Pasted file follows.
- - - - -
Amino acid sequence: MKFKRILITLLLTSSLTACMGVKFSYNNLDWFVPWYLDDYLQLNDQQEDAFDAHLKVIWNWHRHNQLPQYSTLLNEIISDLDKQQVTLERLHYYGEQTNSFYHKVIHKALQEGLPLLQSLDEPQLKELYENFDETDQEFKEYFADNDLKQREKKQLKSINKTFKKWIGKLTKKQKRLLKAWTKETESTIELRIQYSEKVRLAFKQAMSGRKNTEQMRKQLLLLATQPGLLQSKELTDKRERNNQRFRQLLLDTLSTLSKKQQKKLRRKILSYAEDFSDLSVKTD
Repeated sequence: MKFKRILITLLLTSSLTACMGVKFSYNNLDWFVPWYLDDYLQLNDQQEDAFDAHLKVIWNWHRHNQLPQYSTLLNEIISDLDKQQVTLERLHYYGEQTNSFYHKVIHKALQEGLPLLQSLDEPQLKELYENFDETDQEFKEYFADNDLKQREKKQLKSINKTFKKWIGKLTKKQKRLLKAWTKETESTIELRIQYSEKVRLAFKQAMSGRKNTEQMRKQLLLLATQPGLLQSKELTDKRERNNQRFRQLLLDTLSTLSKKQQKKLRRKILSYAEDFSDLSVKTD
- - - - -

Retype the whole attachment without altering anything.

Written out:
Amino acid sequence: MKFKRILITLLLTSSLTACMGVKFSYNNLDWFVPWYLDDYLQLNDQQEDAFDAHLKVIWNWHRHNQLPQYSTLLNEIISDLDKQQVTLERLHYYGEQTNSFYHKVIHKALQEGLPLLQSLDEPQLKELYENFDETDQEFKEYFADNDLKQREKKQLKSINKTFKKWIGKLTKKQKRLLKAWTKETESTIELRIQYSEKVRLAFKQAMSGRKNTEQMRKQLLLLATQPGLLQSKELTDKRERNNQRFRQLLLDTLSTLSKKQQKKLRRKILSYAEDFSDLSVKTD
Repeated sequence: MKFKRILITLLLTSSLTACMGVKFSYNNLDWFVPWYLDDYLQLNDQQEDAFDAHLKVIWNWHRHNQLPQYSTLLNEIISDLDKQQVTLERLHYYGEQTNSFYHKVIHKALQEGLPLLQSLDEPQLKELYENFDETDQEFKEYFADNDLKQREKKQLKSINKTFKKWIGKLTKKQKRLLKAWTKETESTIELRIQYSEKVRLAFKQAMSGRKNTEQMRKQLLLLATQPGLLQSKELTDKRERNNQRFRQLLLDTLSTLSKKQQKKLRRKILSYAEDFSDLSVKTD